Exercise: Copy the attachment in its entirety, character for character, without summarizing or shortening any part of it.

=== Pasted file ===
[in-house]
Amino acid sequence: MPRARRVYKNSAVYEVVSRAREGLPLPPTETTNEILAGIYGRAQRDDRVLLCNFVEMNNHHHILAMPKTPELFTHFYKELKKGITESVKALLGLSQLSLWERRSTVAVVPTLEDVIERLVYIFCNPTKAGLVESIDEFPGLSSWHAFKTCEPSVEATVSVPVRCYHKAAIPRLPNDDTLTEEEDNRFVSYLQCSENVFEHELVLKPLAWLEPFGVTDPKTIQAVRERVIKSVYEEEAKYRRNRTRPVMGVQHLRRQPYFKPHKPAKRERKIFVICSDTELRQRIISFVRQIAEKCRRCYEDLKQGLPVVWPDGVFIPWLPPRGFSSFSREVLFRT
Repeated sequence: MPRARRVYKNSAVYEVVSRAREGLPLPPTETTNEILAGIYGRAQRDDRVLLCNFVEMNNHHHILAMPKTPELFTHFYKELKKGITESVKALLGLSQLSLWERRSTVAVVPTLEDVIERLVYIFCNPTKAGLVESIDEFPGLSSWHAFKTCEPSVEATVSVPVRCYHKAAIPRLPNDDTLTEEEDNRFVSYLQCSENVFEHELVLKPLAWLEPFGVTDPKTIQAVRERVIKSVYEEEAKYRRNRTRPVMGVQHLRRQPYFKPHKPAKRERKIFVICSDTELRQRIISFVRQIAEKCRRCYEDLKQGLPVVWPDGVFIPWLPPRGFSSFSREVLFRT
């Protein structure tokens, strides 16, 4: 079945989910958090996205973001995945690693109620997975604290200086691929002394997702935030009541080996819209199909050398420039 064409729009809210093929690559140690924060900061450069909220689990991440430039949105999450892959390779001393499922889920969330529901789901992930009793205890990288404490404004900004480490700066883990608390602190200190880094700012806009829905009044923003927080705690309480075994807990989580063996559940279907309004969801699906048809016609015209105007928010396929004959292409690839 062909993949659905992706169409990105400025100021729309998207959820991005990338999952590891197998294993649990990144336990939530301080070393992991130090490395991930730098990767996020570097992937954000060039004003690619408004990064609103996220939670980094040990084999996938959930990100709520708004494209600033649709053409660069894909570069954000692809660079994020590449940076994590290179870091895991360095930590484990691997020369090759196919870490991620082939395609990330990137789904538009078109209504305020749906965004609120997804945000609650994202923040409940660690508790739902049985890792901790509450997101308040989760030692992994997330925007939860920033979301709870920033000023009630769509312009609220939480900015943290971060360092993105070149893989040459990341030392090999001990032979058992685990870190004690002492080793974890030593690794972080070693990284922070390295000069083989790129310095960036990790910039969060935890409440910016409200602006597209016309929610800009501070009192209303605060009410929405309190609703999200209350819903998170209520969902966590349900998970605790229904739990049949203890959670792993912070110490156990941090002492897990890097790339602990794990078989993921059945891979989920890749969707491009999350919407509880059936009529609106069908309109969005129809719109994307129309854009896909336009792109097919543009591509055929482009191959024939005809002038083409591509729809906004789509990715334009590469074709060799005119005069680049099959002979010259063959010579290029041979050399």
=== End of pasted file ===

[in-house]
Amino acid sequence: MPRARRVYKNSAVYEVVSRAREGLPLPPTETTNEILAGIYGRAQRDDRVLLCNFVEMNNHHHILAMPKTPELFTHFYKELKKGITESVKALLGLSQLSLWERRSTVAVVPTLEDVIERLVYIFCNPTKAGLVESIDEFPGLSSWHAFKTCEPSVEATVSVPVRCYHKAAIPRLPNDDTLTEEEDNRFVSYLQCSENVFEHELVLKPLAWLEPFGVTDPKTIQAVRERVIKSVYEEEAKYRRNRTRPVMGVQHLRRQPYFKPHKPAKRERKIFVICSDTELRQRIISFVRQIAEKCRRCYEDLKQGLPVVWPDGVFIPWLPPRGFSSFSREVLFRT
Repeated sequence: MPRARRVYKNSAVYEVVSRAREGLPLPPTETTNEILAGIYGRAQRDDRVLLCNFVEMNNHHHILAMPKTPELFTHFYKELKKGITESVKALLGLSQLSLWERRSTVAVVPTLEDVIERLVYIFCNPTKAGLVESIDEFPGLSSWHAFKTCEPSVEATVSVPVRCYHKAAIPRLPNDDTLTEEEDNRFVSYLQCSENVFEHELVLKPLAWLEPFGVTDPKTIQAVRERVIKSVYEEEAKYRRNRTRPVMGVQHLRRQPYFKPHKPAKRERKIFVICSDTELRQRIISFVRQIAEKCRRCYEDLKQGLPVVWPDGVFIPWLPPRGFSSFSREVLFRT
């Protein structure tokens, strides 16, 4: 079945989910958090996205973001995945690693109620997975604290200086691929002394997702935030009541080996819209199909050398420039 064409729009809210093929690559140690924060900061450069909220689990991440430039949105999450892959390779001393499922889920969330529901789901992930009793205890990288404490404004900004480490700066883990608390602190200190880094700012806009829905009044923003927080705690309480075994807990989580063996559940279907309004969801699906048809016609015209105007928010396929004959292409690839 062909993949659905992706169409990105400025100021729309998207959820991005990338999952590891197998294993649990990144336990939530301080070393992991130090490395991930730098990767996020570097992937954000060039004003690619408004990064609103996220939670980094040990084999996938959930990100709520708004494209600033649709053409660069894909570069954000692809660079994020590449940076994590290179870091895991360095930590484990691997020369090759196919870490991620082939395609990330990137789904538009078109209504305020749906965004609120997804945000609650994202923040409940660690508790739902049985890792901790509450997101308040989760030692992994997330925007939860920033979301709870920033000023009630769509312009609220939480900015943290971060360092993105070149893989040459990341030392090999001990032979058992685990870190004690002492080793974890030593690794972080070693990284922070390295000069083989790129310095960036990790910039969060935890409440910016409200602006597209016309929610800009501070009192209303605060009410929405309190609703999200209350819903998170209520969902966590349900998970605790229904739990049949203890959670792993912070110490156990941090002492897990890097790339602990794990078989993921059945891979989920890749969707491009999350919407509880059936009529609106069908309109969005129809719109994307129309854009896909336009792109097919543009591509055929482009191959024939005809002038083409591509729809906004789509990715334009590469074709060799005119005069680049099959002979010259063959010579290029041979050399």